BALTIMORE — On Halloween, students at James McHenry Elementary/Middle School learned a few science tricks from their neighbors at the University of Maryland BioPark and received oodles of sweet treats. This is the 10th year that the BioPark treated neighborhood children to a Halloween parade and “trick or treat” event.
Early in the day, elementary students were treated to a Halloween parade and treat give-away and older students participated in memorable, fun-filled science demonstrations in the afternoon compliments of The Science Guys of Baltimore, a mobile lab that makes appearances at schools and other sites with the goal of making science fun, accessible and understandable for children.
“This is the biggest pleasure of the job,” said Matt Simms, owner of Science Guys. “We’re trying to make science fun for kids.”
“A lot of time you get to do science for very fortunate kids but doing it for this environment is fun and sweet. It’s exciting— they haven’t seen everything under the sun,” said Simms, who plays Mr. Bond on stage.
James McHenry’s middle school students were alive with excitement during an afternoon of science experiments and demonstrations of everything from a mini tornado vortex simulation to the laws of electricity and a demonstration of Bernoulli’s principle a concept in physics that describes the inverse relationship between pressure and speed.
“I learned how to use electricity in the proper way,” said Tyshawn Robinson, one of several students who participated in electricity demonstrations with the Science Guys.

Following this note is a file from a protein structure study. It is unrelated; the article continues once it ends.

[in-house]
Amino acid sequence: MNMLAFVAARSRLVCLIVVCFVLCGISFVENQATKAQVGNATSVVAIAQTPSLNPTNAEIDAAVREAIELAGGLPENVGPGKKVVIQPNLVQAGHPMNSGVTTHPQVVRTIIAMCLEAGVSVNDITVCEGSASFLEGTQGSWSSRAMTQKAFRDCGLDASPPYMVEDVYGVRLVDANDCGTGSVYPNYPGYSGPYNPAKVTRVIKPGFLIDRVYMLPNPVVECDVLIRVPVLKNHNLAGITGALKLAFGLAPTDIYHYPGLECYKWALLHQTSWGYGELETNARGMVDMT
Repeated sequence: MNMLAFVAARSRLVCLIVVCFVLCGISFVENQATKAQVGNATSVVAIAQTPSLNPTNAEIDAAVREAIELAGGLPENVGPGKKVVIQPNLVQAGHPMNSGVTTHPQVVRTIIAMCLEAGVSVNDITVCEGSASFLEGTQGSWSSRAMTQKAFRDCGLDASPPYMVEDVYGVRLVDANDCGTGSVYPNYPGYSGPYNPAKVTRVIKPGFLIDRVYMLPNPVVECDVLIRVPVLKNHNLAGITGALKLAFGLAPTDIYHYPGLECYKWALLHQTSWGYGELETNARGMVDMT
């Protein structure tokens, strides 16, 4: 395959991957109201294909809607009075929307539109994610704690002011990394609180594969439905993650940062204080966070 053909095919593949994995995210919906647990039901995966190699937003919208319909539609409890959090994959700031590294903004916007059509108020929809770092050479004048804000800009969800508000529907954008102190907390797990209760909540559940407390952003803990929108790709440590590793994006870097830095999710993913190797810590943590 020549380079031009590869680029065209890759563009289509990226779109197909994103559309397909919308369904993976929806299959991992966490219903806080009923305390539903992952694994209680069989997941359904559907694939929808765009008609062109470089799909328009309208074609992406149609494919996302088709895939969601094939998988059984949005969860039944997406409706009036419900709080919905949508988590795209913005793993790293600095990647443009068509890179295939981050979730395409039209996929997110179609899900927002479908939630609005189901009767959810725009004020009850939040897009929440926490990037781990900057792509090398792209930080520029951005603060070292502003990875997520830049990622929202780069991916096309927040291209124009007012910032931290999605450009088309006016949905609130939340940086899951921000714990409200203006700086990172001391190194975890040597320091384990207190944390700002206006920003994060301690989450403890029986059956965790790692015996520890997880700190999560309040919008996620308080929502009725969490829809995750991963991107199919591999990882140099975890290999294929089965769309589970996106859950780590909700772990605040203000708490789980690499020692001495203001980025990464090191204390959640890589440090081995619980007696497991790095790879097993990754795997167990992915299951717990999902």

Robinson says that the science demonstrations may have just persuaded him to become a full-fledged “science guy.”
“I liked science a little before, but I think I like it more now,” he said.
After participating in a vortex demonstration, Jena Queen says she is sure that science will definitely be included in her studies when she gets to college in addition to law.
“It was fun. If you use like a vacuum cleaner or a hair dryer and put a ball on top of it, it will lift. I like science. I’m planning to be scientist or a lawyer,” Queen said.
“We all try to pull together for James McHenry School. We do so to create a fun, safe experience for children who are just a block away,” said Linda Cassart, director of Marketing for the University of Maryland BioPark. “When we first started, the school was small and only went [up] to the fourth grade. Now we host more than 400 students at activities throughout the year.”
Gregory Miller, principal of James McHenry Elementary/Middle School who sat in to observe the Science Guys presentation with his middle school students thought the afternoon fit well with goals he has for his students.
“It allows the children to connect what they are learning in class with real-world application,” Miller said. “We have a partnership with the Bio Park. We do extensive work in meeting the kids where they are and connecting them with professions that interest them.”
Miller bravely volunteered to participate in the Science Guys experiments with fire.
“You see the interest here. This is something that’s going to impact them for the rest of the year,” Miller said.